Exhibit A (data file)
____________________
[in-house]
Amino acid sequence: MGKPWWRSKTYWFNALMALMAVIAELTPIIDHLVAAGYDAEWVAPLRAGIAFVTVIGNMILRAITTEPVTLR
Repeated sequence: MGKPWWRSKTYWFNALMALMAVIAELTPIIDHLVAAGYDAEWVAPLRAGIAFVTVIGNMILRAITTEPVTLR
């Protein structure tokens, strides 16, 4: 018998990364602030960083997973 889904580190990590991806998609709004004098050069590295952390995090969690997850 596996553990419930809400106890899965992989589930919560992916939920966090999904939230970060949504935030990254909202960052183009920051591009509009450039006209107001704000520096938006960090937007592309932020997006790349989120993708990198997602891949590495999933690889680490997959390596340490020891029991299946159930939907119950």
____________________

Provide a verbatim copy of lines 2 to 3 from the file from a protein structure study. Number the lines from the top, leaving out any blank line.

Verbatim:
Amino acid sequence: MGKPWWRSKTYWFNALMALMAVIAELTPIIDHLVAAGYDAEWVAPLRAGIAFVTVIGNMILRAITTEPVTLR
Repeated sequence: MGKPWWRSKTYWFNALMALMAVIAELTPIIDHLVAAGYDAEWVAPLRAGIAFVTVIGNMILRAITTEPVTLR